CELS researchers link climate change and septic systems

KINGSTON, R.I. – September 6, 2016 – A team of researchers from the University of Rhode Island is recommending that state and federal officials rethink the regulations for the installation and management of home septic systems, especially in the coastal zone, in light of research they conducted that demonstrated that warming temperatures and rising sea levels will reduce the effectiveness of conventional septic systems.

The study by doctoral student Jennifer Cooper, Professor Jose Amador and Research Associate George Loomis found that a one-foot increase in the height of the water table due to sea level rise and a 5 degree centigrade increase in air temperature would reduce a septic system’s ability to filter out phosphorous and nitrogen before it reaches the ground water and nominally affect bacteria and carbon removal.

“In conventional septic systems, we rely on the soil to remove bacteria, phosphorous, carbon and nitrogen before treated effluent reaches the groundwater,” said Amador, a professor of soil science. “But if the drainfield is not performing as it should because of climate change, then we may be degrading our groundwater quality.”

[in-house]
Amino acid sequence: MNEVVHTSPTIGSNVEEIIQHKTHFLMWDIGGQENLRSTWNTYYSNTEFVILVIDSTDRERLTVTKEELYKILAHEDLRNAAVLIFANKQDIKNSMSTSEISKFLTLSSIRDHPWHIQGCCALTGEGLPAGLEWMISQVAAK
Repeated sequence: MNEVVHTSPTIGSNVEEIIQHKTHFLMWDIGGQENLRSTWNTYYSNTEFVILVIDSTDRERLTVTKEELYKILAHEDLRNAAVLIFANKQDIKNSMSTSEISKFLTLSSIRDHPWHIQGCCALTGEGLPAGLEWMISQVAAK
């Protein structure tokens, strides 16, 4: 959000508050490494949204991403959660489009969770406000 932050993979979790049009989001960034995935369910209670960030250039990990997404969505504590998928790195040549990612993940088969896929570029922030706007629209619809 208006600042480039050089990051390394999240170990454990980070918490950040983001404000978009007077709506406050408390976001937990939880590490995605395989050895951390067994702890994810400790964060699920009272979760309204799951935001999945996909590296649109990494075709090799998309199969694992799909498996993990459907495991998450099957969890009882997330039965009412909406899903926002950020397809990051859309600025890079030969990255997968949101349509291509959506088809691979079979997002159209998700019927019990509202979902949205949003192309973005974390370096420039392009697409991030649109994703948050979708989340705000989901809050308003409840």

The researchers say the issue is of national concern. About one quarter of U.S. households use septic systems to treat their wastewater, and in some areas where municipal sewers are unavailable, septic systems are the only option. In Rhode Island, one-third of households have on-site septic systems.

In an experiment that lasted more than two years, the scientists used a series of mesocosms to simulate the conditions in several types of conventional and alternative septic systems and drainfields. For the first 18 months, the experiment tested the effectiveness of the systems under current climate conditions. As expected, almost all bacteria, phosphorous and carbon were filtered from the wastewater before it reached the groundwater, and between 5 and 12 percent of the nitrogen was removed…[Read more]